Peek-a-Zoo – by Duck Duck Moose is a charming new application that teaches subtle social cues and other info using lovely, bright and bold-colored animals that young kids and special needs children will enjoy.

This app first opens up to an area where each of these cute animals is introduced, as a row of friendly animals scroll across the screen. Tap to meet each of these creatures to hear their name and what kind of animal it is.

After all the introductions are made, use the arrow at the top right of the page to bring one to the next section of questions that test children’s social awareness and eye for details.

This next section has eight animals that one has previously met, arranged in two rows of four. A simple question will then be asked, such as “Who is eating,” or “Who is listening to music,” both narrated and printed at the top of the page. Look closely at the screen and tap, in one instance for a giraffe licking a lollipop, in another for a cat holding a radio up to its head.

The questions asked vary nicely, with many topics that may be addressed. Positions are explored, such as upside-down or backwards, and familiar activities, such as waving or sleeping are demonstrated, and it is super-cute when these animals differentiate themselves by being dressed up in a tie or talking on a telephone.

My son especially enjoys the question about who is hiding, with the animal in question blending into the brightly colored background, being concealed by camouflage.

Other times kids will need to identify each animal in terms of type, such as “lion” or “hippo.” For these questions, the animals are arranged around the screen with their bodies out of sight, relying on these animal faces to tell who is who.

Interestingly this app also focuses on teaching social cues, such as who is waving, sticking out their tongue or crying, which may be easy to spot as these actions are very specific, but this app also tackles more subtle emotions such as sadness, anger or surprise.

I appreciate how one must look closely, especially to perceive specific emotions displayed by these delightfully stylized animals as the slight differences in eyes and mouth placement or shape are demonstrative in expressing these emotions.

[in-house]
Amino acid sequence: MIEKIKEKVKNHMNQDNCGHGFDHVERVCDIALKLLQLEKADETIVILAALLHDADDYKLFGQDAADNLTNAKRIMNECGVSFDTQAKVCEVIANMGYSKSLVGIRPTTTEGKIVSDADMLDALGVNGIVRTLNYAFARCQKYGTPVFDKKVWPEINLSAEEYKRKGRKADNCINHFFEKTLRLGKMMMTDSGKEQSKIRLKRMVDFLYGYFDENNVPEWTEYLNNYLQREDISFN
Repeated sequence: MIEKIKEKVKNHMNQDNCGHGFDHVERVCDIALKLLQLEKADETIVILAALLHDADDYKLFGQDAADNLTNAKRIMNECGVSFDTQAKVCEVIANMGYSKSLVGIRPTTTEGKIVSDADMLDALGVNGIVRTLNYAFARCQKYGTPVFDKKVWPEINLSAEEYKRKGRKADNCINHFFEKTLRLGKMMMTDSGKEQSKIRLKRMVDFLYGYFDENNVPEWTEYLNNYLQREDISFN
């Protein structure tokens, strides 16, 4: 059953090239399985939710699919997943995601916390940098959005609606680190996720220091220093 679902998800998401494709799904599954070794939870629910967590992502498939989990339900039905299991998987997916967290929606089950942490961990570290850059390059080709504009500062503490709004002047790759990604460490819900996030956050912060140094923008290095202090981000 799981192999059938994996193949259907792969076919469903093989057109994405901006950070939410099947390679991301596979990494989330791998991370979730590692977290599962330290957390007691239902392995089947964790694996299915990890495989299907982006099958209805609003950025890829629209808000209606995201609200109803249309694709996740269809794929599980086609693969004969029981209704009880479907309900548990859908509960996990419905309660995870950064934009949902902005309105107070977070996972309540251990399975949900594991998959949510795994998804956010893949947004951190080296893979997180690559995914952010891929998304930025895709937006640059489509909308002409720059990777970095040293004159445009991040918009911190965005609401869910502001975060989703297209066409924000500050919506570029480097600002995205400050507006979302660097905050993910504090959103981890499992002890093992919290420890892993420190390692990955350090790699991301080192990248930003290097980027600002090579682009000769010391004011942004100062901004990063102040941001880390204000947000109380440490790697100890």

At first, I can see how one may mistake a few of these emotions, but it does get better as one familiarizes oneself with these darling creatures. My son does take his time studying these included characters before making his selection – a necessity oftentimes needed to make a correct selection.

These animals are quite charming, and my son and I enjoy this app very much, even though my son is older than the target toddler audience.

It is also wonderful that, although a correct answer is the ultimate goal, tapping on another animal is not portrayed as a mistake, but a chance to explore the whimsy that this app has to offer, as other animals may make animal sounds, talk in full sentences like “How are you today,” “I love you,” or “Can you dance the macaroni.”

Sometimes these animals speak in full baby babble or the sounds of children doing their best animal impersonations, as well as more realistic animal sounds. Toddlers will delight in hearing these child narrators delivering these fun details, adding richness to this application.

I think this app would be a wonderful app for toddlers, for the social aspect this offers, as well as for the cognitive awareness this app expects from its players.

Parents may be disappointed if one is expecting to use this app to truly teach animals and their sounds, and although I do think animal identification will be re-enforced, this is not the specific intent of this app, but what it sets out to teach it does well – in a charming manner that does not feel rushed in any way while teaching some thoughtful and important social cues.

For this reason, I think this app will be of huge benefit to children on the autism spectrum or other children with special needs who may need extra help picking up the social awareness that other typically developed children take for granted.

Parent and teachers using this app in this way may want to supplement this app with photos of humans making these same facial expressions to make the info being offered translate further, further demonstrating to those playing this app with what they may be looking for. Adults may want to be familiar with this app themselves to help guide children who may feel stuck on some of these more subtle social nuances.

There is little I would change about this app, but I think that pages where fewer animal emotions are mixed about with more tangible traits such as a party hat and present or upside-down may be easier for those with special needs to decipher – something to think about. A separate section that keeps the comparing of various emotions to a minimum may be helpful to some – maybe something to think about for a future update.

Posted in: Animals, Art, By Age Range, By App Feature, Just For Fun, Language, Parents and Kids, Preschool, Reviews, Social, Special Needs, Toddlers

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